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Lifelong Burbank resident, news editor and active community member dies

January 04, 2014|By Sameea Kamal, sameea.kamal@latimes.com
  • Lifelong Burbank resident Stan Lynch passed away Jan. 3 at the age of 68. He is pictured here with former mayor Dave Golonski holding a time capsule that was placed in the Magnolia St. bridge in 1959. Lynch was present for the capsule's original placement in the bridge.
Lifelong Burbank resident Stan Lynch passed away Jan.… (Photo by Tom Risen )

News editor, educator and lifelong Burbank resident Stan Lynch passed away of natural causes on Jan. 3. He was 69.

Lynch was born on Nov. 23, 1944, in Burbank and lived in the city all his life.

He graduated from John Burroughs High School in 1963 — the year John F. Kennedy came to the high school’s prom, where Lynch was able to meet him, according to Ross Benson, vice president of the local news website, myBurbank.com, where Lynch was managing editor. Benson, Lynch’s close friend, spoke on behalf of the family.

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FOR THE RECORD: An earlier version of this story incorrectly stated that Lynch was 68 and born in 1945. He was 69, and born in 1944. The original version also stated that Lynch received his bachelor's degree in art from Cal State University Northridge, but he received both his bachelor's and master's degree from the school, with his master's degree in art.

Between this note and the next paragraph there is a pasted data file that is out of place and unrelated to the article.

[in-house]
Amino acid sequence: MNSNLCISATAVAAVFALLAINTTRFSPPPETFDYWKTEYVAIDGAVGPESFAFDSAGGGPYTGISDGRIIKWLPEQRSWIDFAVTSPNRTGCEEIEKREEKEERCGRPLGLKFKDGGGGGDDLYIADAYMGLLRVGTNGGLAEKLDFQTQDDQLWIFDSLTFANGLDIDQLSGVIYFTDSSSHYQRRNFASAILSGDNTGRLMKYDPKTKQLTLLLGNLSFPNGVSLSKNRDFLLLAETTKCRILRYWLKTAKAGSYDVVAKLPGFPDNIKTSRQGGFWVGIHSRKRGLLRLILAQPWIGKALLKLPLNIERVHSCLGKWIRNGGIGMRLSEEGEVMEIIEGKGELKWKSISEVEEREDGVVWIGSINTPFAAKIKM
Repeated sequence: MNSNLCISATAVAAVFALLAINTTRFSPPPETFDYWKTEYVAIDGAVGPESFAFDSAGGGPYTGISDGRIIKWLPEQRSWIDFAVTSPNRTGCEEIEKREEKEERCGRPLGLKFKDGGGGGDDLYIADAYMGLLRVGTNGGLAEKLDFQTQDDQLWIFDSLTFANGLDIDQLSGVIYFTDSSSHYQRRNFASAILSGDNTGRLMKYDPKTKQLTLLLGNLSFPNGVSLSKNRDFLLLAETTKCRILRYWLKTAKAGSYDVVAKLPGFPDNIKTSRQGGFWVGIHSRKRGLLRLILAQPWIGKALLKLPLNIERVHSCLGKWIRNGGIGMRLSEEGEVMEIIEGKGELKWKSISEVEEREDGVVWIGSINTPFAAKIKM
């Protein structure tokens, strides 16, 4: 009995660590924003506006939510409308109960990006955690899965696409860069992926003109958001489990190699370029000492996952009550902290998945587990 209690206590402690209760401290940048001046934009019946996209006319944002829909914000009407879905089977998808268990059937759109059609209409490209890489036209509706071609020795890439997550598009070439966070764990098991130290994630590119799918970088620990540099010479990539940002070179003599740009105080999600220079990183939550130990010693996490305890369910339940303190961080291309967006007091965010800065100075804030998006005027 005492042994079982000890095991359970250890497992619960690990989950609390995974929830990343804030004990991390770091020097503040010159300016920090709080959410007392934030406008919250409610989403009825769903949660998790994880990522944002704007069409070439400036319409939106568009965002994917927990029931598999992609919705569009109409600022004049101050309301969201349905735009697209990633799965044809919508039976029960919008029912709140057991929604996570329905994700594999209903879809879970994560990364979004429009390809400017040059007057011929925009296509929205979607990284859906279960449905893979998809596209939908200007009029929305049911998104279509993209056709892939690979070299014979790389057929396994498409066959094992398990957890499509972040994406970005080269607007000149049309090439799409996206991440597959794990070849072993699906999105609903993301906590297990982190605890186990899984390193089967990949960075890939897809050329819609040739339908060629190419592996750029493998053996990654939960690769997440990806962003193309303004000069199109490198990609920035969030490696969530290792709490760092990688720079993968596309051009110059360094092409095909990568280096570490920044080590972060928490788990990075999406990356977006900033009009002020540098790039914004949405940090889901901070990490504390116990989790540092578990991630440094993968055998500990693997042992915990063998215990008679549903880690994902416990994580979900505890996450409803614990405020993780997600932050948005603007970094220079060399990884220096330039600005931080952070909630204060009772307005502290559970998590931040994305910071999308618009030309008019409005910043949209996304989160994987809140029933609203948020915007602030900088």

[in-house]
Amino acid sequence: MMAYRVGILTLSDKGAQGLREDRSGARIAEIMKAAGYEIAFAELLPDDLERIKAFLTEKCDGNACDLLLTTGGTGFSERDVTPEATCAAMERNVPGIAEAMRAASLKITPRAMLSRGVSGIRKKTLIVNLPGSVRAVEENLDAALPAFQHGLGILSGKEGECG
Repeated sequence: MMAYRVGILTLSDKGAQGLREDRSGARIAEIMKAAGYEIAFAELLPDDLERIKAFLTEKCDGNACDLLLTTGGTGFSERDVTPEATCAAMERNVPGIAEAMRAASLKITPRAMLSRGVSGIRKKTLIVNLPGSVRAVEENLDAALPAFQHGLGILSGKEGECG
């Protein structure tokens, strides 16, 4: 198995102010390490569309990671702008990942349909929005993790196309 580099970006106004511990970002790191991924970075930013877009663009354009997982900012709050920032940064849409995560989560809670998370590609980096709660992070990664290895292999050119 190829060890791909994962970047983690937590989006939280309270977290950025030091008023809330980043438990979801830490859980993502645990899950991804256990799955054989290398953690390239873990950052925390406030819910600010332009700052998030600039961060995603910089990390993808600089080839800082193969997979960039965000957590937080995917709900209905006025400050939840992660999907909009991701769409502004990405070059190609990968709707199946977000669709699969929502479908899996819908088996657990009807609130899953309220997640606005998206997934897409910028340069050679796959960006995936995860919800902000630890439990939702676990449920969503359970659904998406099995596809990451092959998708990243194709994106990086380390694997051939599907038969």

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Lynch received his bachelor's degree in journalism and master's degree in art from California State University, Northridge, and began working as a freelance reporter for the Burbank Daily Review after graduating, according to Benson.

He went on to write obituaries for the Daily Review, along with covering sports and other beats. Aside from his work with newspapers, he was also known as the “Button Man” for the political buttons he made and sold, Benson said.

Lynch also worked periodically for the city’s personnel department and was active in many City Council election campaigns, but his true passion remained in writing, Benson said. Since 2010, Lynch had served as the managing editor of myBurbank.com.

Craig Sherwood, who started working with Lynch at the Burbank Daily Review, said Lynch was a mentor to him and taught him the importance of accuracy and having good news sources.

“I’ve known him for over 30 years and he’s always been the guy who wanted to help other people,” Sherwood said. “Besides that, he also had the passion for being a newsperson. He enjoyed knowing what was going on all the time. He heard a siren and it piqued his interest.”

Lynch was an active volunteer in the city, serving as a board member of the Burbank Tournament of Roses Assn. in the late 1970s and continuing his involvement as a decorator and tour guide for float viewers, and he was a member of the Little White Chapel Christian Church in Burbank. according to Benson.

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